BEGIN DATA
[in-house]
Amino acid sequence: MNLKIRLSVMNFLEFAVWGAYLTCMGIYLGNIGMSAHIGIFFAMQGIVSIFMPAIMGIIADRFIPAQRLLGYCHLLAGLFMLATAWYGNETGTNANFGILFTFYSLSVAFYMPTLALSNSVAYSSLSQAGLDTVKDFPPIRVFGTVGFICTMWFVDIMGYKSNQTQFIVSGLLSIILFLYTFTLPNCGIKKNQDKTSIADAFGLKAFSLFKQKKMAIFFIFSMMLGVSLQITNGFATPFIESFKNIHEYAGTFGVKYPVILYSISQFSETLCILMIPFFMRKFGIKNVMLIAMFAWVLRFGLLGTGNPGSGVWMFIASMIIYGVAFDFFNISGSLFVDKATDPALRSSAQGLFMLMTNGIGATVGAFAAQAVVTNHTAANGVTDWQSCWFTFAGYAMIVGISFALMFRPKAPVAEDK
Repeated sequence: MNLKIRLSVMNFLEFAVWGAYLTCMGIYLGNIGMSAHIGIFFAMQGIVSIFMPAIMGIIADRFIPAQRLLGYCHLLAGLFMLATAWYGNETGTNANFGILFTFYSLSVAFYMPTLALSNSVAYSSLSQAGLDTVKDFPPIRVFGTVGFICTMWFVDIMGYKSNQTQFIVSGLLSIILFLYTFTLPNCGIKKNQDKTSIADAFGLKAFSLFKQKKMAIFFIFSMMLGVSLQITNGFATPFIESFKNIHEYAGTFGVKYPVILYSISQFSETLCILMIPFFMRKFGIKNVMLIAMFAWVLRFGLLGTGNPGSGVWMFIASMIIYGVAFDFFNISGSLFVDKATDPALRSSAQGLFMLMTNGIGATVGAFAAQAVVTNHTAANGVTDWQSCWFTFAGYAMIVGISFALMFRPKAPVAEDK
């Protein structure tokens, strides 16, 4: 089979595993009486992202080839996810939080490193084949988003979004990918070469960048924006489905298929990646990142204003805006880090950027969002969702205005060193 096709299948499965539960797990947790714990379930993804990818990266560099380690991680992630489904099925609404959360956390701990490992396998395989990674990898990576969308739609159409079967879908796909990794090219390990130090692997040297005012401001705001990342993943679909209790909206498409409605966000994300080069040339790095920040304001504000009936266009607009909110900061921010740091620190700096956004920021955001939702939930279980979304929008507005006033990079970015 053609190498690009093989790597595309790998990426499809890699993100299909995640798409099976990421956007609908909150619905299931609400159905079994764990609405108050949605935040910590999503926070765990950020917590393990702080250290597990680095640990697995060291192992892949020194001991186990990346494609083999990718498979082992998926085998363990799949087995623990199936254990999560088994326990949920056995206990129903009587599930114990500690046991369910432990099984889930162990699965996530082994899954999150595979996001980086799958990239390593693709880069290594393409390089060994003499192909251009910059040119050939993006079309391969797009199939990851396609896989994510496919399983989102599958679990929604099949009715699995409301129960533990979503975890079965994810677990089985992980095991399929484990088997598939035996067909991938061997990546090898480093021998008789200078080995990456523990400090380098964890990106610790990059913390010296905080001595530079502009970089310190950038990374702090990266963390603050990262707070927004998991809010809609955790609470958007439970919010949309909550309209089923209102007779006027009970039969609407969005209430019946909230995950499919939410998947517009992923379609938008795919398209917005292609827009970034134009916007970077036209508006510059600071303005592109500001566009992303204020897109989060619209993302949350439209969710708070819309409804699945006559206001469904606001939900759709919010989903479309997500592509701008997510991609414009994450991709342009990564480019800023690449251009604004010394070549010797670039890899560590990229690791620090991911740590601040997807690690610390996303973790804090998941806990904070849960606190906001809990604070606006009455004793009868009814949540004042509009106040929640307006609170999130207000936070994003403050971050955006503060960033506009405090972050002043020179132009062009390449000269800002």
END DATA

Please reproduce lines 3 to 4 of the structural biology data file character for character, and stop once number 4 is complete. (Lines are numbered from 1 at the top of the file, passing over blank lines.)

Repeated sequence: MNLKIRLSVMNFLEFAVWGAYLTCMGIYLGNIGMSAHIGIFFAMQGIVSIFMPAIMGIIADRFIPAQRLLGYCHLLAGLFMLATAWYGNETGTNANFGILFTFYSLSVAFYMPTLALSNSVAYSSLSQAGLDTVKDFPPIRVFGTVGFICTMWFVDIMGYKSNQTQFIVSGLLSIILFLYTFTLPNCGIKKNQDKTSIADAFGLKAFSLFKQKKMAIFFIFSMMLGVSLQITNGFATPFIESFKNIHEYAGTFGVKYPVILYSISQFSETLCILMIPFFMRKFGIKNVMLIAMFAWVLRFGLLGTGNPGSGVWMFIASMIIYGVAFDFFNISGSLFVDKATDPALRSSAQGLFMLMTNGIGATVGAFAAQAVVTNHTAANGVTDWQSCWFTFAGYAMIVGISFALMFRPKAPVAEDK
């Protein structure tokens, strides 16, 4: 089979595993009486992202080839996810939080490193084949988003979004990918070469960048924006489905298929990646990142204003805006880090950027969002969702205005060193 096709299948499965539960797990947790714990379930993804990818990266560099380690991680992630489904099925609404959360956390701990490992396998395989990674990898990576969308739609159409079967879908796909990794090219390990130090692997040297005012401001705001990342993943679909209790909206498409409605966000994300080069040339790095920040304001504000009936266009607009909110900061921010740091620190700096956004920021955001939702939930279980979304929008507005006033990079970015 053609190498690009093989790597595309790998990426499809890699993100299909995640798409099976990421956007609908909150619905299931609400159905079994764990609405108050949605935040910590999503926070765990950020917590393990702080250290597990680095640990697995060291192992892949020194001991186990990346494609083999990718498979082992998926085998363990799949087995623990199936254990999560088994326990949920056995206990129903009587599930114990500690046991369910432990099984889930162990699965996530082994899954999150595979996001980086799958990239390593693709880069290594393409390089060994003499192909251009910059040119050939993006079309391969797009199939990851396609896989994510496919399983989102599958679990929604099949009715699995409301129960533990979503975890079965994810677990089985992980095991399929484990088997598939035996067909991938061997990546090898480093021998008789200078080995990456523990400090380098964890990106610790990059913390010296905080001595530079502009970089310190950038990374702090990266963390603050990262707070927004998991809010809609955790609470958007439970919010949309909550309209089923209102007779006027009970039969609407969005209430019946909230995950499919939410998947517009992923379609938008795919398209917005292609827009970034134009916007970077036209508006510059600071303005592109500001566009992303204020897109989060619209993302949350439209969710708070819309409804699945006559206001469904606001939900759709919010989903479309997500592509701008997510991609414009994450991709342009990564480019800023690449251009604004010394070549010797670039890899560590990229690791620090991911740590601040997807690690610390996303973790804090998941806990904070849960606190906001809990604070606006009455004793009868009814949540004042509009106040929640307006609170999130207000936070994003403050971050955006503060960033506009405090972050002043020179132009062009390449000269800002």